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Decision Report 201602065

  • Case ref:
    201602065
  • Date:
    August 2017
  • Body:
    University of Glasgow
  • Sector:
    Universities
  • Outcome:
    Some upheld, recommendations
  • Subject:
    academic appeal/exam results/degree classification

Summary

Miss C complained that the university failed to advise her, and other students, that the criteria for progression to honours may change. She said this was not mentioned in the pre-course open day material or in the year one student handbook which advised of the progression requirements at that time. The progression requirements were changed when she started second year and she did not achieve the required progression results at the end of second year to allow her to progress to honours. She was unhappy that she had not been told that progression grades could change, and she felt that changes to student numbers had required the school to amend the criteria upwards, which she felt was unfair. She submitted an appeal on these grounds and also on the grounds that personal circumstances had affected her studies. Her appeal was rejected. She also submitted a complaint about aspects of the course which was also rejected. As she was unhappy with this, and with the level of support provided to her by the university, she approached us.

We considered the background information and could find no specific evidence to suggest that Miss C had been informed that the progression criteria could change from year to year. Although we noted a caveat in the student handbook advising that information in the handbook was subject to change and could not be guaranteed to be up-to-date, we felt that this was not sufficient to fully inform students. We felt that the information provided to students, both at the pre-course stage and post-enrolment, was not sufficient. For this reason, we upheld this aspect of the complaint. However, we were satisfied that the university was entitled to change the progression criteria and we were not critical on this point.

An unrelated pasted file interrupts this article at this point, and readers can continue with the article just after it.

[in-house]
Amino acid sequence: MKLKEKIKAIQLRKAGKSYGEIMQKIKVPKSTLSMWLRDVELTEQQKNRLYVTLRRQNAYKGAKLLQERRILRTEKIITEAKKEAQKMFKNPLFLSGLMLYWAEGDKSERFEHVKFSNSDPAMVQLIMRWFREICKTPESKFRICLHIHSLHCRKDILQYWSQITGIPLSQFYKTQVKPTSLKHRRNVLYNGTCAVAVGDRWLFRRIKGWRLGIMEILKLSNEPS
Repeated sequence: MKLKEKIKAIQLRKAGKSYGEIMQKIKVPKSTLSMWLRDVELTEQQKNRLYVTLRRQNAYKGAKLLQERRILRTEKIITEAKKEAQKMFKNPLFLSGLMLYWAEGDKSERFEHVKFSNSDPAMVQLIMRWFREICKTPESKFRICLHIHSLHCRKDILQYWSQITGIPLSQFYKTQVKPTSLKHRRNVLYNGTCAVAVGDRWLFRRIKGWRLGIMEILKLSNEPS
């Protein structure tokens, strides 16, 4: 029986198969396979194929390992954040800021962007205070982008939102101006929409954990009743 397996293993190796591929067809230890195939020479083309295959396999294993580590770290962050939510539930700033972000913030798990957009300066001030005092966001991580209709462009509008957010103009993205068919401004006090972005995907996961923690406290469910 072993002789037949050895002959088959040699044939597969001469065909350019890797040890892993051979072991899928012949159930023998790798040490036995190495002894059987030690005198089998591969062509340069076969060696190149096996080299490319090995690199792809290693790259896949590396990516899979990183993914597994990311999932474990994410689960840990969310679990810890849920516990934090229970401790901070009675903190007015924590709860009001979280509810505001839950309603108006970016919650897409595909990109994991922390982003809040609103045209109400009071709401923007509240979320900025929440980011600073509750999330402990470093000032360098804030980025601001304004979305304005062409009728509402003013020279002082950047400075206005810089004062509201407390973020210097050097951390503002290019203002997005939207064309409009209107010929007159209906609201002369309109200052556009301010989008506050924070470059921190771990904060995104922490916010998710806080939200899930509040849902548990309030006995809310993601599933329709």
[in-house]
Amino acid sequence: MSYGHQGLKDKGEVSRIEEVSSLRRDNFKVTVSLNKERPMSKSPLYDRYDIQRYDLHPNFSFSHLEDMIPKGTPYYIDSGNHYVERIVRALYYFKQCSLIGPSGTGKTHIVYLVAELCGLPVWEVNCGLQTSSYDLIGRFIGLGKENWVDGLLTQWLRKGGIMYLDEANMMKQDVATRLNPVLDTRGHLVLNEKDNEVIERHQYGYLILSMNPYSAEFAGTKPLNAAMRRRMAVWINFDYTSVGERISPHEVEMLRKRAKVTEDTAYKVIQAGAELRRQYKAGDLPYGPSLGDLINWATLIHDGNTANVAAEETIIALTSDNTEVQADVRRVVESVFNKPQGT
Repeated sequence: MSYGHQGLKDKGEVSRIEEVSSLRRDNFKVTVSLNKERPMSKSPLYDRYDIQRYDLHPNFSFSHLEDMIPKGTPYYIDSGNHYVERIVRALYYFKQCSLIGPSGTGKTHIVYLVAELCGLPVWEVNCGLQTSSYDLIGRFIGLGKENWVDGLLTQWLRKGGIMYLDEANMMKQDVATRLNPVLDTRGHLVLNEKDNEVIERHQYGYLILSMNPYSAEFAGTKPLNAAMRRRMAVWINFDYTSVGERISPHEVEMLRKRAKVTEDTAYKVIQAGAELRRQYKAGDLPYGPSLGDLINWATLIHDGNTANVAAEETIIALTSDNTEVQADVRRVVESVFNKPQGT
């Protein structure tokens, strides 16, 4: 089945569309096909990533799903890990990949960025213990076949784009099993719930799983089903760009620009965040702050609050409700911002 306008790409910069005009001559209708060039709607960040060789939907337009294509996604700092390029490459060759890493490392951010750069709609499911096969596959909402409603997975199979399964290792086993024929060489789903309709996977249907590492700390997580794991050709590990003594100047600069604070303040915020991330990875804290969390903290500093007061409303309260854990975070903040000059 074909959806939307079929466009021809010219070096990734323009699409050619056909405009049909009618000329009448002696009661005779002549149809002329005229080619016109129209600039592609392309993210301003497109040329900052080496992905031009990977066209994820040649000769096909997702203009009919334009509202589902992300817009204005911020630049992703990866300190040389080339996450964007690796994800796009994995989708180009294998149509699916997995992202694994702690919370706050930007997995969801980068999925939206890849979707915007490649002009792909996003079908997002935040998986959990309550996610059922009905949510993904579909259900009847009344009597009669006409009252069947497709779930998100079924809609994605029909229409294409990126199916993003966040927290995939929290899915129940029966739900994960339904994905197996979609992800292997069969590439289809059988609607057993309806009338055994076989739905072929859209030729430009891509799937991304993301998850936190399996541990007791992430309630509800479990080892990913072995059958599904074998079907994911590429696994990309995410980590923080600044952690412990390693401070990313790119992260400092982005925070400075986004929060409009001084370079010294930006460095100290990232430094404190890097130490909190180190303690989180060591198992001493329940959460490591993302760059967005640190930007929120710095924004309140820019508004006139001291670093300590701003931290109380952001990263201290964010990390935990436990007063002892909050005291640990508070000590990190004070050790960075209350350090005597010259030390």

We were also satisfied that the university made clear how students could access support and we noted the support given to Miss C following the notification of her results. We considered the university's handling of Miss C's appeal and were satisfied that they had addressed the issues she had raised and did so within the time frame required by their appeals process. We were also satisfied with the way the university had dealt with her subsequent complaint.

Recommendations

What we asked the organisation to do in this case:

  • Apologise to Miss C for failing to make it clear to students at both pre-course stage and on enrolment that progression criteria to honours can change, and for failing to respond to her complaint within the required timescale. This apology should comply with SPSO guidelines on making an apology, available at www.spso.org.uk/leaflets-and-guidance.

What we said should change to put things right in future:

  • A review of the literature used at pre-course open days and the course handbook should be carried out to ensure that they make clear that progression to honours is not guaranteed. The literature should make clear that progression depends on meeting the required progression criteria and that the criteria can change from year to year, including during the course of the degree.

We have asked the organisation to provide us with evidence that they have implemented the recommendations we have made on this case by the deadline we set.

Updated: March 13, 2018